Multicultural Association of Wood Buffalo’s (MCA) cookery program is building community with food – just ask Trudie Tulk. A regular attendee, Tulk has been to several of the events, and is planning to teach Newfoundland’s cuisine this fall.
“The Multicultural Cookery is one of MCA’s unique programs that serves all three of our pillars: Celebrate, Educate, Integrate. Each month we have the opportunity to celebrate a new culture and their respective cuisine, in doing so we are educating participants about the diversity of our community and supporting integration through cross cultural interaction,” explains Jamie Desautels, program manager at MCA, who has been with the group since January 2016.
“The program’s goal is to increase awareness of different cultures in our community, to show the volunteer cooks that their culture is valued and appreciated, and to bring together participants from different cultural backgrounds over a common interest and encourage intercultural understanding,” she adds.
Tulk emphatically agrees. In the 10 years she’s been in Fort McMurray, the region’s diversity is what continues to impress her.
“I have met many people from different countries and backgrounds. We learned together, cooked together, and ate together. Not only did we learn about our differences, but more importantly, we learned what we had in common! We also got to take home samples of our ‘new food’ to share with our families.”
In its sixth year now and dozens of nations covered, the Cookery program runs from September to June with one class a month – every Saturday. Events are held in different school kitchens around town pending availability. MCA pays for the supplies for volunteers to cook. Depending on the month and the type of cuisine, the events garner between 20 to 30 participants. Some cuisines sell out every year like the Italian class hosted in January.
“From a financial perspective, the price you pay is phenomenally low for what you get for your buck. Thanks to the Multicultural Association of Wood Buffalo and to the kindness of volunteers, you get three hours of hands-on cooking lessons, a meal, and take-out samples for your family for only $25! Are you kidding me?” Tulk continues.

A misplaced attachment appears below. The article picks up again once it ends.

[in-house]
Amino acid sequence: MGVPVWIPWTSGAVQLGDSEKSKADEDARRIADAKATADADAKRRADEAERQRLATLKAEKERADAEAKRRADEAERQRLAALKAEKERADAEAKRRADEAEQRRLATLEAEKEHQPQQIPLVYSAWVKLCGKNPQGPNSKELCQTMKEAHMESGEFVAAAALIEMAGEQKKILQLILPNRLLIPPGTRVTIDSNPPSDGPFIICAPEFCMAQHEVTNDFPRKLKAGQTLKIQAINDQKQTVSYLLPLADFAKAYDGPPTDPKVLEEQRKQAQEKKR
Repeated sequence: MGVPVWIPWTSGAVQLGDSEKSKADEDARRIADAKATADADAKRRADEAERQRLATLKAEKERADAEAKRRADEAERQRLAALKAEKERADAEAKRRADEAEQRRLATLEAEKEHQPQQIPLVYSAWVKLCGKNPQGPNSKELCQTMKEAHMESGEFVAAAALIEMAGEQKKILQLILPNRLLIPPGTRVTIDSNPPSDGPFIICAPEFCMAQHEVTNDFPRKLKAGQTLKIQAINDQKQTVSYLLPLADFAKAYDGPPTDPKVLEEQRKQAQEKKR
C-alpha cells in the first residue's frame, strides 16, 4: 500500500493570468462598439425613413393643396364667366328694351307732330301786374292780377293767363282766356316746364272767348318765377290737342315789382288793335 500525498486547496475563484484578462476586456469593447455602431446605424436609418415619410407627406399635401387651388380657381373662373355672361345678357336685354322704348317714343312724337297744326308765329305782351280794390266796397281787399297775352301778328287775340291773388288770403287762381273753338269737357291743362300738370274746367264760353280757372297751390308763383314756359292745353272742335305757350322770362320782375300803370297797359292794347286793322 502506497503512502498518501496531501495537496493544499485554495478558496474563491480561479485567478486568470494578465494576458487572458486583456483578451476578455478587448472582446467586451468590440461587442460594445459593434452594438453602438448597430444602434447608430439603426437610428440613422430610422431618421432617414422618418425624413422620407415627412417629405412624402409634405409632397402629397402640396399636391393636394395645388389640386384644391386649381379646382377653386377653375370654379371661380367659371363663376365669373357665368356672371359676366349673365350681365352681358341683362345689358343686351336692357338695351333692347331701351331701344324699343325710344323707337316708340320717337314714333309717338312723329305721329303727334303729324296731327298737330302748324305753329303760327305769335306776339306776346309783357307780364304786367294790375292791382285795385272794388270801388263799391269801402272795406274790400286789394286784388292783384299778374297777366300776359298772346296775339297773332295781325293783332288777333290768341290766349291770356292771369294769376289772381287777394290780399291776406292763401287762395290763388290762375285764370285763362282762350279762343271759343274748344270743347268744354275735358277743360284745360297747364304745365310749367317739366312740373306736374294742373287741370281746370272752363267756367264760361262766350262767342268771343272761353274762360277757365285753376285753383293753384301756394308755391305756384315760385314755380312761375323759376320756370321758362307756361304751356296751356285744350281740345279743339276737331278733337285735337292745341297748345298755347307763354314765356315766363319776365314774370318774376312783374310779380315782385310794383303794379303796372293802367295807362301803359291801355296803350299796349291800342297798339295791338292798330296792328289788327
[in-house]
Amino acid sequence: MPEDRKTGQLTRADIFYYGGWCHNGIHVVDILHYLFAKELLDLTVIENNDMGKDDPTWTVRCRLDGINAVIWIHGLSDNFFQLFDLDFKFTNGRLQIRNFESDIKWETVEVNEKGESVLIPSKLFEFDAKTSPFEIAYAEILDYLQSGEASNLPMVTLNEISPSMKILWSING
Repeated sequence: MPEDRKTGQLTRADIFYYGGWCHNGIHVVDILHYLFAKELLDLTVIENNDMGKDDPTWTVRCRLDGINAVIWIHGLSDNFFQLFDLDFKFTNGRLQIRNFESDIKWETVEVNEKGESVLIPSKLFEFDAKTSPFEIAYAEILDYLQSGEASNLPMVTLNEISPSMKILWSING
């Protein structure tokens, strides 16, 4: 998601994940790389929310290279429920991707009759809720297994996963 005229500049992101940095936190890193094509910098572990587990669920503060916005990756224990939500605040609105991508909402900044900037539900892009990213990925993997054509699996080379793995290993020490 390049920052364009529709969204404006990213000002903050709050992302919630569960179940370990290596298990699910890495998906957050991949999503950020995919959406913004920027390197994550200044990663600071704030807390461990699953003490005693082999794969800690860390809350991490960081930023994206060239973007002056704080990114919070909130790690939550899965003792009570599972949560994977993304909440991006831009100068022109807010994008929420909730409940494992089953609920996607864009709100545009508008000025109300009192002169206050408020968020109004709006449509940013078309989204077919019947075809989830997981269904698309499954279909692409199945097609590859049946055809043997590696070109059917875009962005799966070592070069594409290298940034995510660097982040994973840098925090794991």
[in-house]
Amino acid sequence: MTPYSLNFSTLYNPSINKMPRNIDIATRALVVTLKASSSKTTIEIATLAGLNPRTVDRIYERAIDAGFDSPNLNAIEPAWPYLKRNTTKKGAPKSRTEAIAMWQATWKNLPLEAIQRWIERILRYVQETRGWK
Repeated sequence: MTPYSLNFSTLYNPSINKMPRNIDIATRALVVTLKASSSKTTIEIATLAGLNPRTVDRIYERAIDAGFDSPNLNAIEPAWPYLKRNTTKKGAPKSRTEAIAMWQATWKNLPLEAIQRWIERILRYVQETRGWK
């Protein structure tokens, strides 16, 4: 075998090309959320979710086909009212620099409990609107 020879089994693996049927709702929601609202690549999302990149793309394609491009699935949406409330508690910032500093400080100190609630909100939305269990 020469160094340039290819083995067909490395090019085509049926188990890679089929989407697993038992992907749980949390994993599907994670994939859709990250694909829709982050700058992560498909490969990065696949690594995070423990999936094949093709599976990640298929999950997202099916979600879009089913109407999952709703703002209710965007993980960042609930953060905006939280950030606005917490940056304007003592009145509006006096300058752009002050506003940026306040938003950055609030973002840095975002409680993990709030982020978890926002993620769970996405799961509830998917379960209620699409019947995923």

Non-members pay $30.
So which one of the classes been her favourite so far?
“There were all great. But, the most interesting connection I made was one where I had a lady on my team that was from China. New to Fort McMurray, she couldn’t speak one word of English. We used Google Translator to “speak” to each other! How cool is that?”
Desautels notes the program’s popularity is now attracting families to cook together.
“Often I hear people say, ‘I didn’t know we could attend the class if we were born here.’ The program is for anyone and everyone. We are always looking for volunteers to teach new types of cuisine. Currently we are looking into doing a Jigs Dinner cuisine and an Indigenous cuisine to highlight some of our local cultural delicacies.”
Tulk can’t wait for future classes.
“Usually we travel or eat out at a different restaurant to experience a different cultures. Multicultural Association’s Cookery classes are so different from this. It’s an immersive experience where we learn about our differences and discover our commonalities. We share knowledge and accept unique characteristics of other cultures. Here, in Fort McMurray, we have the opportunity to have our world just keep getting better and better because we can all integrate without sacrificing our individuality – yay!” Tulk enthuses.
If you are interested in teaching your nation’s cuisine, please email: firstname.lastname@example.org.